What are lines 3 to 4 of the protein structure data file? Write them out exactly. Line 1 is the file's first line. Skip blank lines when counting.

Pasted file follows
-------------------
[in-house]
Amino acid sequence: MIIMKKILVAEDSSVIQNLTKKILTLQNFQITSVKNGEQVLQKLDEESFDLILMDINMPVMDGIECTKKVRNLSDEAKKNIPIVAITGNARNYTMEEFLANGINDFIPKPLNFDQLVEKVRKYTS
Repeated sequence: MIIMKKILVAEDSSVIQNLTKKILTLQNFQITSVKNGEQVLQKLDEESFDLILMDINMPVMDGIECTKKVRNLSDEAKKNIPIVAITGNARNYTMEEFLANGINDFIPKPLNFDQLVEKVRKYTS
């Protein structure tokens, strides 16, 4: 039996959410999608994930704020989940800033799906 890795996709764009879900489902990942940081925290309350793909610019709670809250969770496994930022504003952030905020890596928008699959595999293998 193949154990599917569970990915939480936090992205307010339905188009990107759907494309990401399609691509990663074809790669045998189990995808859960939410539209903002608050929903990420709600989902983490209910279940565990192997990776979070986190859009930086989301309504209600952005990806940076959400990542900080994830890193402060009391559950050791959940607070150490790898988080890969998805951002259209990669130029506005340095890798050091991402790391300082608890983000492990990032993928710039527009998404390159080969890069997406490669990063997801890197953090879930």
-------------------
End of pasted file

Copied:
Repeated sequence: MIIMKKILVAEDSSVIQNLTKKILTLQNFQITSVKNGEQVLQKLDEESFDLILMDINMPVMDGIECTKKVRNLSDEAKKNIPIVAITGNARNYTMEEFLANGINDFIPKPLNFDQLVEKVRKYTS
């Protein structure tokens, strides 16, 4: 039996959410999608994930704020989940800033799906 890795996709764009879900489902990942940081925290309350793909610019709670809250969770496994930022504003952030905020890596928008699959595999293998 193949154990599917569970990915939480936090992205307010339905188009990107759907494309990401399609691509990663074809790669045998189990995808859960939410539209903002608050929903990420709600989902983490209910279940565990192997990776979070986190859009930086989301309504209600952005990806940076959400990542900080994830890193402060009391559950050791959940607070150490790898988080890969998805951002259209990669130029506005340095890798050091991402790391300082608890983000492990990032993928710039527009998404390159080969890069997406490669990063997801890197953090879930």